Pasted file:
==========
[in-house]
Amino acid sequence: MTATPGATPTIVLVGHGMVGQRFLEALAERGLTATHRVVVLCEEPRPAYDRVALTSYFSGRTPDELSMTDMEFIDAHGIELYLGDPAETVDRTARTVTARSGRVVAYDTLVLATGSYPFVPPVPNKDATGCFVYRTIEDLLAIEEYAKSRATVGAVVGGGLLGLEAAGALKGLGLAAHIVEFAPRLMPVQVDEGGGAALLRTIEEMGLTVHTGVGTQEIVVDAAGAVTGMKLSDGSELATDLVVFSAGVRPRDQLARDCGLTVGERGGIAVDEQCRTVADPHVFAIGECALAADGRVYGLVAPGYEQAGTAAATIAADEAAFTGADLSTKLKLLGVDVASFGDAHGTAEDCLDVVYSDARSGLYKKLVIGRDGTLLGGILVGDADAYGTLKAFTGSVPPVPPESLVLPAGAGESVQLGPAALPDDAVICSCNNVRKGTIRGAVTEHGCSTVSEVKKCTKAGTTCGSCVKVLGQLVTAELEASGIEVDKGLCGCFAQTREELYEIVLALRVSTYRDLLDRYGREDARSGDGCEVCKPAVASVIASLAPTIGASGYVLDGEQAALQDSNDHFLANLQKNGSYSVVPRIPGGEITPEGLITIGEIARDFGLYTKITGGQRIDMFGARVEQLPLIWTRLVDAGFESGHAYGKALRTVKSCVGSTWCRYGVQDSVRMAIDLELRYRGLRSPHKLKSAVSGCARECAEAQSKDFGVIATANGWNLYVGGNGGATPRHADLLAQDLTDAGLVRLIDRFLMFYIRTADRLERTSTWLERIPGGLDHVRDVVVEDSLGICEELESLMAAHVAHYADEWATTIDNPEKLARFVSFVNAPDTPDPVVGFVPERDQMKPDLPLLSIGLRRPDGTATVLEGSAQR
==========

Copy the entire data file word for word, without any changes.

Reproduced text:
[in-house]
Amino acid sequence: MTATPGATPTIVLVGHGMVGQRFLEALAERGLTATHRVVVLCEEPRPAYDRVALTSYFSGRTPDELSMTDMEFIDAHGIELYLGDPAETVDRTARTVTARSGRVVAYDTLVLATGSYPFVPPVPNKDATGCFVYRTIEDLLAIEEYAKSRATVGAVVGGGLLGLEAAGALKGLGLAAHIVEFAPRLMPVQVDEGGGAALLRTIEEMGLTVHTGVGTQEIVVDAAGAVTGMKLSDGSELATDLVVFSAGVRPRDQLARDCGLTVGERGGIAVDEQCRTVADPHVFAIGECALAADGRVYGLVAPGYEQAGTAAATIAADEAAFTGADLSTKLKLLGVDVASFGDAHGTAEDCLDVVYSDARSGLYKKLVIGRDGTLLGGILVGDADAYGTLKAFTGSVPPVPPESLVLPAGAGESVQLGPAALPDDAVICSCNNVRKGTIRGAVTEHGCSTVSEVKKCTKAGTTCGSCVKVLGQLVTAELEASGIEVDKGLCGCFAQTREELYEIVLALRVSTYRDLLDRYGREDARSGDGCEVCKPAVASVIASLAPTIGASGYVLDGEQAALQDSNDHFLANLQKNGSYSVVPRIPGGEITPEGLITIGEIARDFGLYTKITGGQRIDMFGARVEQLPLIWTRLVDAGFESGHAYGKALRTVKSCVGSTWCRYGVQDSVRMAIDLELRYRGLRSPHKLKSAVSGCARECAEAQSKDFGVIATANGWNLYVGGNGGATPRHADLLAQDLTDAGLVRLIDRFLMFYIRTADRLERTSTWLERIPGGLDHVRDVVVEDSLGICEELESLMAAHVAHYADEWATTIDNPEKLARFVSFVNAPDTPDPVVGFVPERDQMKPDLPLLSIGLRRPDGTATVLEGSAQR